I've been reflecting on why the idea of teaching a 5 paragraph essay unit would bother me so much that I would run off to the National Writing Project archives for research against the practice. In laying out my unit calendar and pulling together materials, 5 paragraph essays have seemed pretty innocuous. The 7th graders have enjoyed their success at writing really structured "academic" paragraphs. Honestly, they seem to love being able to identify and highlight their topic, point, and proof sentences.
Then smart Ellie reminded me what students could be missing out on when they start with a form before they know their content. She really struggled with our most recent paragraph topic: should immigrants who have crossed the border illegally be allowed to stay in the U. S. to work and/ or become citizens? We had explored the question from many angles, spending the most time on the story "First Crossing" by Pam Munoz Ryan. While at the beginning of the unit most students strongly believed that all illegal immigrants should be deported, after reading that children cross the border along with their parents or alone, they were less certain. So, Ellie couldn't decide how to answer the question in a paragraph form. That structure is so certain, and her ideas weren't. Instead she wrote a long, freethinking essay that circled around the question instead of answering it. She gave me permission to post it:
Illegal immigration is wrong. Or is it? It’s illegal, but think of all those starving people who need jobs to meet their needs to barely scrape by. Although, what about the people who live here legally? The illegal immigrants are taking away our jobs. As you can see, I’m very confused about what I think about illegal immigration.
It’s wrong and against the law to immigrate to America without a genuine visa. Also, they will hurt our economy by taking away our jobs. We are already in a recession, why make it worse? It’s against the law, so why do we do allow it sometimes? Some people believe that we should have harsher punishments for sneaking into our country. Paul Westrum said, “But I think they (the workers) should be out of the country. If they’re here illegally, they should be sent home.” But, times must be tough for them to risk coming illegally into our country, why would we send them home rather than help them?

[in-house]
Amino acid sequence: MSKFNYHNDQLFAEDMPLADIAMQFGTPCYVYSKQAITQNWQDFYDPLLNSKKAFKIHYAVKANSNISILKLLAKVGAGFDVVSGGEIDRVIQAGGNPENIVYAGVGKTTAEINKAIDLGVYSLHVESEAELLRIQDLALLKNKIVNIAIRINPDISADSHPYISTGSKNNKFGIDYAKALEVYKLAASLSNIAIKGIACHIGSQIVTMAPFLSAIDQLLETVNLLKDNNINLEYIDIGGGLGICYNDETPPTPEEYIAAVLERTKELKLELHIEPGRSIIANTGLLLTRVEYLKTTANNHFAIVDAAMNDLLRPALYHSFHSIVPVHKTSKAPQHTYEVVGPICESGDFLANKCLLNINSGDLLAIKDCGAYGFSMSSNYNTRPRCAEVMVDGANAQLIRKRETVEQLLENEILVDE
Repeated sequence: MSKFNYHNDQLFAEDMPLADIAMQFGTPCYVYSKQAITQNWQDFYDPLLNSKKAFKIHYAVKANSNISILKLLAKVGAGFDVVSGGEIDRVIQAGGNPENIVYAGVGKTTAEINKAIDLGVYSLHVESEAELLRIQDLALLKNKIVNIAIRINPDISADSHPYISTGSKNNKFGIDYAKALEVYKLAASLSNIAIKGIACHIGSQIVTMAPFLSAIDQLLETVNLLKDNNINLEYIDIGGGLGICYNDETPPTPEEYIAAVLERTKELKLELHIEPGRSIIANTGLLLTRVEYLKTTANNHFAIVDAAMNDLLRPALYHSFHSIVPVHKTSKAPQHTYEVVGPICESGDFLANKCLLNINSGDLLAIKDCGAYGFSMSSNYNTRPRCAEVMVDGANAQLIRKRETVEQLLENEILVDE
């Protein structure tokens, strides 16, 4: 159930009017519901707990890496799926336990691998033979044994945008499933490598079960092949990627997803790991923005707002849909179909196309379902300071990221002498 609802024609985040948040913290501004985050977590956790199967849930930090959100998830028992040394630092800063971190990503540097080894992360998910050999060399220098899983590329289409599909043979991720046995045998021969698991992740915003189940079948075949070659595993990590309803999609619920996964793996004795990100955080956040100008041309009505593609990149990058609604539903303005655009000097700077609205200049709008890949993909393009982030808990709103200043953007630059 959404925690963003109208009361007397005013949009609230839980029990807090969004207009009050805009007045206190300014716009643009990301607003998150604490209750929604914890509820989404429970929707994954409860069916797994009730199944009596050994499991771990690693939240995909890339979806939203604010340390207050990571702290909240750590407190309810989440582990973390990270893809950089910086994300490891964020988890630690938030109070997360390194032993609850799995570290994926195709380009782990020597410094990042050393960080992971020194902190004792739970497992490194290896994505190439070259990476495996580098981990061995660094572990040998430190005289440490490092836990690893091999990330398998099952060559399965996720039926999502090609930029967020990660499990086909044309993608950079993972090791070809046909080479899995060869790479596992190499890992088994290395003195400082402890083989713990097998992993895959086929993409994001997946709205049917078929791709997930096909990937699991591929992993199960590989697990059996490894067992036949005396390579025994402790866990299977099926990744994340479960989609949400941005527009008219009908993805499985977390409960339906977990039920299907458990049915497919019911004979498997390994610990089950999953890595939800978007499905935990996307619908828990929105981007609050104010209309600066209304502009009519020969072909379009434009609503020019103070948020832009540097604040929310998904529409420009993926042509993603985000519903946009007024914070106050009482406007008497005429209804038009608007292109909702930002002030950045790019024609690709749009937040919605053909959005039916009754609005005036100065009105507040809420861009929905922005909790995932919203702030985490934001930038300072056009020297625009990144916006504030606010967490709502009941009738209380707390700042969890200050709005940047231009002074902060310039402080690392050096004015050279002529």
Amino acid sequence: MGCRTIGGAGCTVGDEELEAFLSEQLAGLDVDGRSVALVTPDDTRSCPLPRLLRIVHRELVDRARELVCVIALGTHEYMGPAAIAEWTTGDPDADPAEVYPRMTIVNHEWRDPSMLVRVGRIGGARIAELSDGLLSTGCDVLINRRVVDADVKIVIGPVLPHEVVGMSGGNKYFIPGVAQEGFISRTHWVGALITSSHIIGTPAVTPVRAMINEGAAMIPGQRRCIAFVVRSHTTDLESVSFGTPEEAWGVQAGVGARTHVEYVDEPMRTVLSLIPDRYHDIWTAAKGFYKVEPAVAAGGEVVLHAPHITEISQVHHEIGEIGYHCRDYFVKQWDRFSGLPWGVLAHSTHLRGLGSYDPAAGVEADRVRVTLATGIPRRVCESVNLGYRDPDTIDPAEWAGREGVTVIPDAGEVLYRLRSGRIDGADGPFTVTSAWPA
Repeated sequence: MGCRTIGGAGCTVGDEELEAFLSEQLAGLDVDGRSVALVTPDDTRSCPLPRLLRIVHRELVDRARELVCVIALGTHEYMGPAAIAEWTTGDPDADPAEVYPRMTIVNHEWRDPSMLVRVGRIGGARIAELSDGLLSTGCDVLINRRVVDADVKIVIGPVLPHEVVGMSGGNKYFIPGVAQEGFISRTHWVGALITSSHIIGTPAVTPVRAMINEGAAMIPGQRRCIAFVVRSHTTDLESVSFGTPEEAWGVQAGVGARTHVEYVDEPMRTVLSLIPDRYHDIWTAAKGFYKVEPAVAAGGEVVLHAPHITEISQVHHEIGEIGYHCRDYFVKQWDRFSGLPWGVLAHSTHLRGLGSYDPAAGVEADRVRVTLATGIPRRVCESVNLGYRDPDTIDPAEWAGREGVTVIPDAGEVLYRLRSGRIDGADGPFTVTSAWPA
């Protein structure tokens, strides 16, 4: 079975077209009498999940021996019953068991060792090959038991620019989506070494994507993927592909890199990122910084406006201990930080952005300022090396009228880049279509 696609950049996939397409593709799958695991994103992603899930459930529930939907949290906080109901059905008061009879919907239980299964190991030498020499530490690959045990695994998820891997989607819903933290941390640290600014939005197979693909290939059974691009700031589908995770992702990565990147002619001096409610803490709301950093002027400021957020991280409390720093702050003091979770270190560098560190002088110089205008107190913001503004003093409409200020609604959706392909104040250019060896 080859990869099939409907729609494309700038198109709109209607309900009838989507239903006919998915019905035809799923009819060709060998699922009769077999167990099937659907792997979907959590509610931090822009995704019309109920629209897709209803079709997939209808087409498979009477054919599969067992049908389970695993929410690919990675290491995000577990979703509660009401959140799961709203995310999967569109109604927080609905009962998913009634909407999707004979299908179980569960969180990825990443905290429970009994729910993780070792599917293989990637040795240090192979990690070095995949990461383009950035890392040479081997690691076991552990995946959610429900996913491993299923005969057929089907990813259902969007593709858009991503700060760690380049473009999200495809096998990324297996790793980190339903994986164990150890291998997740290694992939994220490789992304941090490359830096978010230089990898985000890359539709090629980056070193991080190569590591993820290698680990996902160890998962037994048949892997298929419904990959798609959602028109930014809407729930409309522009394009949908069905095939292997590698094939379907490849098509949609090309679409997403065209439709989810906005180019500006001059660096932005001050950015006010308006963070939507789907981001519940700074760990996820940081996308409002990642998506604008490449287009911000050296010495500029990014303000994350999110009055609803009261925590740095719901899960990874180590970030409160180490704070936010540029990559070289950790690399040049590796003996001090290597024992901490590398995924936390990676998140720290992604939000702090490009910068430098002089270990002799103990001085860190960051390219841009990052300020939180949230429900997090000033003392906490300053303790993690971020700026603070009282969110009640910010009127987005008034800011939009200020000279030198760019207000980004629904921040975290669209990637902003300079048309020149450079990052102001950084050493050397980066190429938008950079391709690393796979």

Although I know it is illegal, why can’t we let them stay? What’s wrong with helping out another human being who is struggling to stay alive and hoping to help his/her family? What if a child snuck in and was caught like Marta? Would they send him or her back to no home or family? They just might. Also, when or if the illegal immigrants are caught, they sometimes have to sleep in tents in the desert or spend three years waiting for a court hearing in a jail. Adults have to support their family, and kids shouldn’t be locked up. They never know when they will be deported. Joe Arpaio feeds the immigrants a $0.15 meal without salt and pepper, to save money. They waste part of their lives trying to be sent back to poverty.
Some people believe that there is another thing to consider. If it is illegal to come in the United States without a visa, why not help them in their own country? Volunteers could go and do charity work by raising money, giving out food donations, building houses, etc. This is yet another thing to consider. Even so, some people think that we should help the less fortunate in our country rather than help the poverty stricken people of Latin America.
I don’t know what is the best way to solve this problem. We can either let them stay, deport them, or do charity work in their country. Many people believe we should help them in some way. Other people like Joe Arpaio, also known as “America’s Toughest Sheriff” would say that we should deport them and house them in tents. It’s your choice to make whether you want to help or deport them.
Ellie isn't ready to commit. We conferred about her draft. I told her how much I loved its exploratory tone. I commented in the margin that it matches with the spirit of "essay"--an attempt. But then, I suggested that if she doesn't want to personally commit to an answer, perhaps she could evaluate the reasoning on both sides. Which one has better reasons? She seemed excited because that writing purpose gave a manageable shape to her ideas.
I now realize I was so irritated by privileging the 5 paragraph form because teaching writing is about teaching thinking. Students should explore their ideas, consider possible audiences, then choose the appropriate mode of composition for their purposes. This process seems particularly important given the new multitude of forms available to them for composition tasks. Why assign the same highly structured paragraph to all students, when many can easily compose creative nonfiction, poetry, movies, songs, hypertext and more?